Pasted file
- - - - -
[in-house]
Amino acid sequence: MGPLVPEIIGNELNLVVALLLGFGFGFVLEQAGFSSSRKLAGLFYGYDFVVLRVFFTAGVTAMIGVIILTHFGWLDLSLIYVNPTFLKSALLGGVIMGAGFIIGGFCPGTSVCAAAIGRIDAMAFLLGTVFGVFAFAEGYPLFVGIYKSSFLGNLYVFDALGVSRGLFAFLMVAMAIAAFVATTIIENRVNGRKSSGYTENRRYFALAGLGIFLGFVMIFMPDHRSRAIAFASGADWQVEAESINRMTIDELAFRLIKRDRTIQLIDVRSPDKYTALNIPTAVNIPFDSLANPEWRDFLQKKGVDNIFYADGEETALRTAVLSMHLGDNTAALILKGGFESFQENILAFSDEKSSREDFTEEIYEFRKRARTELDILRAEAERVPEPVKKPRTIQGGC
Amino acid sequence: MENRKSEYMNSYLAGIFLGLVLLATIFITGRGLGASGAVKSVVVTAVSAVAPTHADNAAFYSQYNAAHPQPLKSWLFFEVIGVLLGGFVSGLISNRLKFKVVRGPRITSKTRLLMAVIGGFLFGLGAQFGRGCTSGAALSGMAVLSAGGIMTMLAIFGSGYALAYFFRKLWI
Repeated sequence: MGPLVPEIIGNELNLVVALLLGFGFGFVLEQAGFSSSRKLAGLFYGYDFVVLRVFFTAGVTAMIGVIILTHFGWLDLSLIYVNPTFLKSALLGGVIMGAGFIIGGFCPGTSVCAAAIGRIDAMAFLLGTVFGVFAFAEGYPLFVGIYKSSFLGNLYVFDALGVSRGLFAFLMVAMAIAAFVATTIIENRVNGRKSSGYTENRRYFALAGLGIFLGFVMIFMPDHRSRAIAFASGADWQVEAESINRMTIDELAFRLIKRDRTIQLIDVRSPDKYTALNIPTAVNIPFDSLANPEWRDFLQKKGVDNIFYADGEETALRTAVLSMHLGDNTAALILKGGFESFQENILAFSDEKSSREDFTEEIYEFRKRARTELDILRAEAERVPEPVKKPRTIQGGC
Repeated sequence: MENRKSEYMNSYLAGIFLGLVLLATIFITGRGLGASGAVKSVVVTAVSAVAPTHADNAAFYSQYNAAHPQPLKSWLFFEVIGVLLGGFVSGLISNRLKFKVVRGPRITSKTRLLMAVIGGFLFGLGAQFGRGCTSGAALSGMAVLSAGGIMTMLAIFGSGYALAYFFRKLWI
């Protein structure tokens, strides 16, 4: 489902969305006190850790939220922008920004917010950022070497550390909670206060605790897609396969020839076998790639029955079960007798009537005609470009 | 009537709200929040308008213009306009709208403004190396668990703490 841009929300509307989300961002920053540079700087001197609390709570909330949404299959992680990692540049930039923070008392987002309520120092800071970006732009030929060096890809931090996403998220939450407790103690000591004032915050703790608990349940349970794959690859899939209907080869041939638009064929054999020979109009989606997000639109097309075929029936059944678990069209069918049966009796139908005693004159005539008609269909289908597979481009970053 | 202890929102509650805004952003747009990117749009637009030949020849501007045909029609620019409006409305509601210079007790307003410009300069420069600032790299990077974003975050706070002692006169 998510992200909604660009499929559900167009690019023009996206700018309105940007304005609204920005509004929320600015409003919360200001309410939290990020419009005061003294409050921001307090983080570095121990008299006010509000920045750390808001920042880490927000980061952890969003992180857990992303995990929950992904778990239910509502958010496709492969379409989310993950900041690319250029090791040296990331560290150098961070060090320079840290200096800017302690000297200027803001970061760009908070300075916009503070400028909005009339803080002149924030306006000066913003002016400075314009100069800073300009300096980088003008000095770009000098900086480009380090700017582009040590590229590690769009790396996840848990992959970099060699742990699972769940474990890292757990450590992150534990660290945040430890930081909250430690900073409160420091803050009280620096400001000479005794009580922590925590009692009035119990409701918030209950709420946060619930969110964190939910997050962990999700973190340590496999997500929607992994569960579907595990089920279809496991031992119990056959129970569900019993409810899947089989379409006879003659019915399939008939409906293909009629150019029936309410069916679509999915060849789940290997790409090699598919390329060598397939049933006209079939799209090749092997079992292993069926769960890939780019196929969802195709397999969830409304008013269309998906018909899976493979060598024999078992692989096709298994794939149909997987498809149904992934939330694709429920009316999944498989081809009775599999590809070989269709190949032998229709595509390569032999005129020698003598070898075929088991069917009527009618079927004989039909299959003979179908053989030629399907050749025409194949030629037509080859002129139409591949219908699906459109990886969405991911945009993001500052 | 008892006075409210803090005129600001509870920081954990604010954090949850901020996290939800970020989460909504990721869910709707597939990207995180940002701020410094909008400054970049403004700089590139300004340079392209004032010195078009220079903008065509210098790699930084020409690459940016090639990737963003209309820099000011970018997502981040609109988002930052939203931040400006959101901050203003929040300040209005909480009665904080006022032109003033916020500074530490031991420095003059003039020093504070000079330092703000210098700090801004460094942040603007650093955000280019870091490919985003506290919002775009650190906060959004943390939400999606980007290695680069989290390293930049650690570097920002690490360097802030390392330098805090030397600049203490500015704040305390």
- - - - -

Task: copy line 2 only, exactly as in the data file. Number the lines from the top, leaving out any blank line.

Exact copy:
Amino acid sequence: MGPLVPEIIGNELNLVVALLLGFGFGFVLEQAGFSSSRKLAGLFYGYDFVVLRVFFTAGVTAMIGVIILTHFGWLDLSLIYVNPTFLKSALLGGVIMGAGFIIGGFCPGTSVCAAAIGRIDAMAFLLGTVFGVFAFAEGYPLFVGIYKSSFLGNLYVFDALGVSRGLFAFLMVAMAIAAFVATTIIENRVNGRKSSGYTENRRYFALAGLGIFLGFVMIFMPDHRSRAIAFASGADWQVEAESINRMTIDELAFRLIKRDRTIQLIDVRSPDKYTALNIPTAVNIPFDSLANPEWRDFLQKKGVDNIFYADGEETALRTAVLSMHLGDNTAALILKGGFESFQENILAFSDEKSSREDFTEEIYEFRKRARTELDILRAEAERVPEPVKKPRTIQGGC